Another central theme of the conference revolved around the data
that was being disseminated to regulators and the public. For
emerging assets like crypto and Environmental Social and Governance
(ESG), reporting requirements are still in development and there
continue to be questions about the quality of the data used to
measure and quantify the environmental risks posed by these asset
classes. Traditional instruments like equities, fixed income and
derivatives already have established reporting regimes, yet there
was considerable debate as to whether this information should be
disseminated to the public via a consolidated tape. Verena Ross,
Chair of ESMA, announced the European Union’s intention to create a
consolidate tape in the EU, starting with fixed income instruments
and then moving to equity and derivative instruments over time.

Reporting requirements were a top priority for many conference
attendees who are cognizant of the amendments to the CFTC swaps
reporting regime are scheduled to go into effect on December. CFTC
Behnam confirmed to the audience that there would be no extension
of the no-action relief that expires on December 5, 2022. This will
be followed by the EMIR Refit reporting amendments that become
effective in 2023. S&P Market Intelligence showcased its Global
Regulatory Reporting Solutions (GRSS) which allows clients to use a
single software platform that allows reporting in virtually every
major reporting jurisdiction including the U.S. EU, Japan,
Singapore, Hong Kong, Canada, and Australia.

One of the most important elements of the CFTC re-write is the
addition of a new transaction reporting field known as the Federal
Entity Indicator (FEI). This field will need to be included on all
swap transactions that are required to be reported to a Swap Data
Repository (SDR) under Part 43 and Part 45 of the CFTC’s rules and
is designed to denote whether or not the counterparty is transacted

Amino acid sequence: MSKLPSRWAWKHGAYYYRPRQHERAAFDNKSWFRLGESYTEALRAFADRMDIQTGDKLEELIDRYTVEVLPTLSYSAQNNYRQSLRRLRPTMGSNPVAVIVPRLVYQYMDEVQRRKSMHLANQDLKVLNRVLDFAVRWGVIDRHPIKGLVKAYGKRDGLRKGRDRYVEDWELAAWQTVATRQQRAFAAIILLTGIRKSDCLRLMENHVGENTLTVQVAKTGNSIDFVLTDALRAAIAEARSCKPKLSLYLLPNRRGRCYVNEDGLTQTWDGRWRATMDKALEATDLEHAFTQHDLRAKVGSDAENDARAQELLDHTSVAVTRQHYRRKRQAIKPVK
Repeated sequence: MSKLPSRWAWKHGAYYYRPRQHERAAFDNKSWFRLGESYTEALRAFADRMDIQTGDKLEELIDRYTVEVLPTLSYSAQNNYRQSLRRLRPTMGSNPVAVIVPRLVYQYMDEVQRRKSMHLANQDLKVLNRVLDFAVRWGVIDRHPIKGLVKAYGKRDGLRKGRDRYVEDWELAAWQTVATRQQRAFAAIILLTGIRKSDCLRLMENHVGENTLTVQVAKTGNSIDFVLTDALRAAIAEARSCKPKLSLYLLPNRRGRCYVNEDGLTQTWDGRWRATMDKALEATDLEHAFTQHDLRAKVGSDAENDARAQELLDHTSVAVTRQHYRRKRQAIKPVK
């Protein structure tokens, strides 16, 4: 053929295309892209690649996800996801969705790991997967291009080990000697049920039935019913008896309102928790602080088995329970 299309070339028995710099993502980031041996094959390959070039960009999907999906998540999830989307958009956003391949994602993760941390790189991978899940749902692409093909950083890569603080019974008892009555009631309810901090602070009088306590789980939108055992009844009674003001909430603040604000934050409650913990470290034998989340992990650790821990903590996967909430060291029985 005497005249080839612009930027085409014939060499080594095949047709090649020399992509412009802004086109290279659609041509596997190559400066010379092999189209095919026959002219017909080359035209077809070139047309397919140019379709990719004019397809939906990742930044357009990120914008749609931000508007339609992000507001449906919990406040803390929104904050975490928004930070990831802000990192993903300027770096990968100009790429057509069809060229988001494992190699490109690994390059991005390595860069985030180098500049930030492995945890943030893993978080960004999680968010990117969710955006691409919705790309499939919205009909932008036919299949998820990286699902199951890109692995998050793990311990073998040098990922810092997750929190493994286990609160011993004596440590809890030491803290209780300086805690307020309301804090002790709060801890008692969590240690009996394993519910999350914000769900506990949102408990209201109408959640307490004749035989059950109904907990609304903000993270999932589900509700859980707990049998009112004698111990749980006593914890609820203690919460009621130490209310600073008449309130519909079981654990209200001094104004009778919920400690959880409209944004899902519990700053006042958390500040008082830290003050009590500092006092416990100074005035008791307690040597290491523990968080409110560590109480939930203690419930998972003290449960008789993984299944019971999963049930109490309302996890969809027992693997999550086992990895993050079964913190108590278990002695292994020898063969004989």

with a federal entity. Without a central database of these federal
entities or a definition that aligns with other previous
regulations, it will be incumbent upon Swap Dealers to collect this
information for all of their in-scope derivative
counterparties.

On one of the panels, Lansing Gatrell (Managing Director,
S&P Global) mentioned that the absence of such a central
database is what makes platforms like ISDA Amend so powerful by
providing a mechanism of collecting data like the FEI.

Document Digitization
Digitization and harmonization of contractual terms was another
central focus of the conference. The need for unified standards,
templates and definitions came up in almost every discussion of
crypto and ESG at the AGM. Many pointed to the evolution in the
credit and cleared derivatives market to highlight the potential
benefits that standardization can bring.

One significant development came in opening remarks by ISDA CEO
Scott O’Malia, when he announced the alliance between ISDA,
Linklaters and S&P Global Market Intelligence to make the ISDA
Create contract negotiation platform available within S&P
Global Market Intelligence’s Counterparty Manager service. ISDA
Create allows users to customize legal documents such as ISDA
Master Agreements and Credit Support Annexes (CSAs) using built-in
clause library thereby providing greater efficiency and
transparency to the current practice of emailing redlined
documents. The integration of ISDA Create into Counterparty Manager
will now give customers the ability to complete the entire
onboarding lifecycle, including the formal contract negotiation,
within one software platform.


Posted 15 June 2022 by Adam Goldberg, Regulatory and Compliance SME, Network & Regulatory Solutions, S&P Global Market Intelligence


IHS Markit provides industry-leading data, software and technology platforms and managed services to tackle some of the most difficult challenges in financial markets. We help our customers better understand complicated markets, reduce risk, operate more efficiently and comply with financial regulation.


This article was published by S&P Global Market Intelligence and not by S&P Global Ratings, which is a separately managed division of S&P Global.